DES MOINES, IA.-
Henry Moore (British 1898 - 1986) is generally acknowledged as one of the greatest sculptors of the 20th century and from the late 1940s has been recognized as the most celebrated artist of his time.
Moore started printmaking in 1931 and was enthralled with the process. In 1958 he met the master lithographer Stanley Jones at Curwen Press with whom he continued to make prints until the end of his life. In his printmaking, as with his sculpture, he was preoccupied with the reclining female form and the mother and child.
This exhibition of lithographs, etchings and mixed media works explores Moore's graphic work relating to his iconic Mother and Child and Reclining Figures series and is the first exhibition of its kind in the United States.
The works included in Exposition Henry Moore span a twenty year period, from 1963-1983, allowing the viewer to experience a wide range of the artists working style. Moores print work leans more toward figuration and sculptural study, as can be seen in the 18 works on view. Through primarily lithographic and intaglio methods, Moore shows us his process of reducing and abstracting his two most prominent subjects in terms of style, content and form.
admits to be a major fan of Moores work and comments: This is the first time in the United States a non-institutional venue will host an exhibition solely dedicated to the prints of Henry Moore. We were most privileged to work with Osborne Samuels in selecting the prints we wanted to include in our exhibition.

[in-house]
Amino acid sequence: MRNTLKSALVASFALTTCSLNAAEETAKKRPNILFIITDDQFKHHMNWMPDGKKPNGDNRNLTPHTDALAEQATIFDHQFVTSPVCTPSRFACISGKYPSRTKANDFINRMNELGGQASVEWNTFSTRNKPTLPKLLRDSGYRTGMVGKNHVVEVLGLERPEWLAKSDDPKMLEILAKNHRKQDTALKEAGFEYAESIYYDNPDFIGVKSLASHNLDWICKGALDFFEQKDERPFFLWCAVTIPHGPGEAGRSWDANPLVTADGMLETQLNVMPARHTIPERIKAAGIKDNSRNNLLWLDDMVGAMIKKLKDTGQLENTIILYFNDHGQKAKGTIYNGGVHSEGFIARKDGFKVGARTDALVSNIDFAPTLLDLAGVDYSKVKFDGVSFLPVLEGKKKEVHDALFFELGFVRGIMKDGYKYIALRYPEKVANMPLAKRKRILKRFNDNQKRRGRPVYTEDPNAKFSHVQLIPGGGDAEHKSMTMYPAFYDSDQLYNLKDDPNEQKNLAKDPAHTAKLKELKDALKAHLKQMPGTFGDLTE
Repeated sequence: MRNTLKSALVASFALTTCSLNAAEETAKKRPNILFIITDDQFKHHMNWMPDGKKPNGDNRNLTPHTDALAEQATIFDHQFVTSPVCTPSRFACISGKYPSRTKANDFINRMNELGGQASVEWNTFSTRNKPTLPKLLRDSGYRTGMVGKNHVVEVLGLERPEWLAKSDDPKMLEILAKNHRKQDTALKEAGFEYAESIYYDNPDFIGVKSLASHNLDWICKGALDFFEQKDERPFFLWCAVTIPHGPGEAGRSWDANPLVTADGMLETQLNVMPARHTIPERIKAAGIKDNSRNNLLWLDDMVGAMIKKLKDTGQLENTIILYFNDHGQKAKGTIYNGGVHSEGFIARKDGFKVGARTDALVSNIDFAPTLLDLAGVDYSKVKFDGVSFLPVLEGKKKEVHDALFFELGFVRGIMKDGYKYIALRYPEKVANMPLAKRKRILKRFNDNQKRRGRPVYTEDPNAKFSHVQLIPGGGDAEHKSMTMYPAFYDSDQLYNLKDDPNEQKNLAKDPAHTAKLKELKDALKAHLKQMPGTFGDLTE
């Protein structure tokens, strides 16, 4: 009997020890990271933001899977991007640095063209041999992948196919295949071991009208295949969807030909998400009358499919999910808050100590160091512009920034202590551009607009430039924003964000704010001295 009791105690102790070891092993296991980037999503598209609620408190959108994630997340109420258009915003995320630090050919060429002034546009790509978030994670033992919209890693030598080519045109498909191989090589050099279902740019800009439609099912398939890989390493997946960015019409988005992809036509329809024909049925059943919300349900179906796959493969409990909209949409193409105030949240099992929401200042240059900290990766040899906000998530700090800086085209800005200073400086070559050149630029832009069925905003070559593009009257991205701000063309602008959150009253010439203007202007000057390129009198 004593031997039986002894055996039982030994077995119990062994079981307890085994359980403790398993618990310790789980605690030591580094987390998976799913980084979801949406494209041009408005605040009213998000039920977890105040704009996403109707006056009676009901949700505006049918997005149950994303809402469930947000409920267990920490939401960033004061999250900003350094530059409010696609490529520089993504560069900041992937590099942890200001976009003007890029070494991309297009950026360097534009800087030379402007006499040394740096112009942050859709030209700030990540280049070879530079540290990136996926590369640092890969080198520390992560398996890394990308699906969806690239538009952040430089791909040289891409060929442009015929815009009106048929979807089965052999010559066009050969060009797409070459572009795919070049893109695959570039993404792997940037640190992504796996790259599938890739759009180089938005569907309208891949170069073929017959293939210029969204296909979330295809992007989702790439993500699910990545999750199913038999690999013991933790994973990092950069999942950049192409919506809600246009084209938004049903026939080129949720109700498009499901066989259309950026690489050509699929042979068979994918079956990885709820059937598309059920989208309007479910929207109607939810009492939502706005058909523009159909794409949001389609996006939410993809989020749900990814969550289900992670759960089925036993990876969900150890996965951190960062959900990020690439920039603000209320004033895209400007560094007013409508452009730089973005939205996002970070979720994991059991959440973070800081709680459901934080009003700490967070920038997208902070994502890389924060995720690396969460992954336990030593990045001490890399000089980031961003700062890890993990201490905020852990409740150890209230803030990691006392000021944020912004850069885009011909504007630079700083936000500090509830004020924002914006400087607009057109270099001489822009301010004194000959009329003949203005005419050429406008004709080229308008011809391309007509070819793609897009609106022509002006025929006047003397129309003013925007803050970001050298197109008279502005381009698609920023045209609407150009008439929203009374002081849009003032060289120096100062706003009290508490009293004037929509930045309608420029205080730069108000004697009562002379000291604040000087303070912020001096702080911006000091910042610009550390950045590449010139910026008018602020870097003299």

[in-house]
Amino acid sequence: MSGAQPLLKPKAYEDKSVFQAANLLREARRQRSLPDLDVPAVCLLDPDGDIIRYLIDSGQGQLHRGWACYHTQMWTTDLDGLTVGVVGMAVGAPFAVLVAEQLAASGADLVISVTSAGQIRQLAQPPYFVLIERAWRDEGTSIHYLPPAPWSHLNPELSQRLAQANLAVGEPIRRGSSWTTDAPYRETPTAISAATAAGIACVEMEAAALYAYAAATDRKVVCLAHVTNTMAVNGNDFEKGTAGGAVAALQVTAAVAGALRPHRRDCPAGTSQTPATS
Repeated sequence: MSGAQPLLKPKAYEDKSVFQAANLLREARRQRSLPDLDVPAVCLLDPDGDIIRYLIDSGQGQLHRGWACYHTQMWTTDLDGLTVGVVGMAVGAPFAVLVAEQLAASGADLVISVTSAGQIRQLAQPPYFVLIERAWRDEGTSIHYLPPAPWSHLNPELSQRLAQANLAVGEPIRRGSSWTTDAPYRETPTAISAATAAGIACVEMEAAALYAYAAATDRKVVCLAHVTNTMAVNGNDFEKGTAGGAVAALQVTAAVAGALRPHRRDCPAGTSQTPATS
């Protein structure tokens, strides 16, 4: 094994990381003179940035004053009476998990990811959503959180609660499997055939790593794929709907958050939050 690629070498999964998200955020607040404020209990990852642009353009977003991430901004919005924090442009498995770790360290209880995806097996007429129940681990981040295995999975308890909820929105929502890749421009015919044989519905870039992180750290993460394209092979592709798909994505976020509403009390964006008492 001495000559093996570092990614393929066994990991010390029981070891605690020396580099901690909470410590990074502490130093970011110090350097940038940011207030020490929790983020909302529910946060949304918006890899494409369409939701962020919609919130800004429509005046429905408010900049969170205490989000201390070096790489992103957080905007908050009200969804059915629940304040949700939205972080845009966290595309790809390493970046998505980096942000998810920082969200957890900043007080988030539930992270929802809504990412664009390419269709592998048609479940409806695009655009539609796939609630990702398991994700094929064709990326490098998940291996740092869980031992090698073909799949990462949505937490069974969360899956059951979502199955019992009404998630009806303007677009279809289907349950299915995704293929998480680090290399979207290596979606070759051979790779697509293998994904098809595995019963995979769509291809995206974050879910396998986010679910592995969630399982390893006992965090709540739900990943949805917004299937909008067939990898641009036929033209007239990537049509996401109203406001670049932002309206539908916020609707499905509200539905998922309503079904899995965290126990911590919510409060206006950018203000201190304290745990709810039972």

Works by Henry Moore are in institutional collections around world, including the Art Institute of Chicago, Illinois, Des Moines Art Center, Iowa, Birmingham Museums & Art Gallery, UK, Dallas Museum of Art, Texas, Guggenheim Museum, New York City, Hirshhorn Museum and Sculpture Garden, Washington D.C., National Galleries of Scotland, Edinburgh, National Gallery of Canada, Ottawa, Nelson-Atkins Museum of Art, Missouri, Peggy Guggenheim Collection, Venice, Tate Gallery, London, UK, Harvard University Art Museums, Massachusetts, Neuberger Museum of Art, Purchase, New York, San Diego Museum of Art, California, Storm King Art Center, Mountainville, New York and University of Iowa Museum of Art, Iowa.